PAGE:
After three years of working with Jewish-Israeli and Arab-Israeli school children, we thought it was high time to get some evaluation done to measure Play2Talk impact on program Elluminate.

Play2Talk is the organization’s educational program. It utilizes the popularity of video games in order to promote tolerance and to reduce prejudice and stereotypes between school children from different ethnic background. the program consists of virtual game world interaction that requires cooperation and leads to face to face encounters in which participants get to know each other and each other’s cultures.

This study was conducted from February 2017 to April 2017 in two elementary schools, one Arab and one Jewish, in Haifa and was led by D.r Rony Berger.  Dr.  Berger is a senior clinical psychologist who is an internationally recognized expert in dealing with the psychological preparation for and the aftermath of terrorism and other major disasters as well as prejudice-reduction among ethnic groups in conflict.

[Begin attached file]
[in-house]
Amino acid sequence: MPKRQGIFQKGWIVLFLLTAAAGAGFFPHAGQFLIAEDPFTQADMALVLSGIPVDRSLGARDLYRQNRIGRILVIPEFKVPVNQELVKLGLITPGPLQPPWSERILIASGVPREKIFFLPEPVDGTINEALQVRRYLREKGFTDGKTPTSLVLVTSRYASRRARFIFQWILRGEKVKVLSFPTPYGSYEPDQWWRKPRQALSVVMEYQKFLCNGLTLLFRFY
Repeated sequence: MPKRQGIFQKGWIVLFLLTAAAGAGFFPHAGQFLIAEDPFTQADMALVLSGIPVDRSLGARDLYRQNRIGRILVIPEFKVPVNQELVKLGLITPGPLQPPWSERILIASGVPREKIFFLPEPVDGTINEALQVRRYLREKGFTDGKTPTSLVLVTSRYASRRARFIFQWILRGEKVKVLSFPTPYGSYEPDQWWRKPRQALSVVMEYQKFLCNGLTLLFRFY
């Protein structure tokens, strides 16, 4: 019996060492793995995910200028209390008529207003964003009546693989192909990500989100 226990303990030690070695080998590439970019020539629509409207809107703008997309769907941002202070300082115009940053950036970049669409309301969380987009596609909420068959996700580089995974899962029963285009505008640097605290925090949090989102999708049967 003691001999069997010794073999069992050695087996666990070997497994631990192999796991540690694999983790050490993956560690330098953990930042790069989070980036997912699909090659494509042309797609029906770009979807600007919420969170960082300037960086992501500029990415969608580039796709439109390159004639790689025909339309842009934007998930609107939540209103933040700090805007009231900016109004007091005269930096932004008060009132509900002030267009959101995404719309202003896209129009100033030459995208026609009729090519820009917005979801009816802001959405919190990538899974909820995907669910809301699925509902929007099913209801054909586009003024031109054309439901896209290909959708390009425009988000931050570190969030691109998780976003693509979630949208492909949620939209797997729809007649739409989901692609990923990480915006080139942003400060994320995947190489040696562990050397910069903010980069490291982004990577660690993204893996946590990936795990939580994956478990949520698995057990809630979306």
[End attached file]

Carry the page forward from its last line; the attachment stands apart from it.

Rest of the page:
To assess stereotyping and prejudicial attitudes, 4 variables were used: willingness to interact, prejudicial feelings, behavioral expectations, positive thoughts about the other and actual contact. All the instruments that were used have high reliability and were validated in the Israeli context. They were delivered before the beginning of the program and two weeks after its termination.

Overall the findings of Dr. Berger’s study lend strong support to the effectiveness of the program. More specifically, compared to those who did not, participants who took part in the program:

  1. Expressed much higher willingness to interact (e.g., meet, host, study with) with kids from the other national group;
  2. Exhibited much less prejudicial feelings (e.g., hate, sense of threat) towards members of the other national group;
  3. Expressed much more positive thoughts (e.g., being wise, being generous, being brave) about members of the other national group;
  4. Showed much less willing to engage in insulting/hurting/disrespectful behaviors towards members of the other national group;
  5. Had more actual contact with members of the other national group.


In addition to the quantitative information gathered from this research, we also got some good feedback from school leaders. As one of the schools’ principal said: “the children had fun, this joined activity taught them that “the other” is actually someone just like them – someone that they can talk to and relate to – that “the other” is not an enemy. I believe this program had a very good influence on the children and they realized that reality is different to what they see on the news”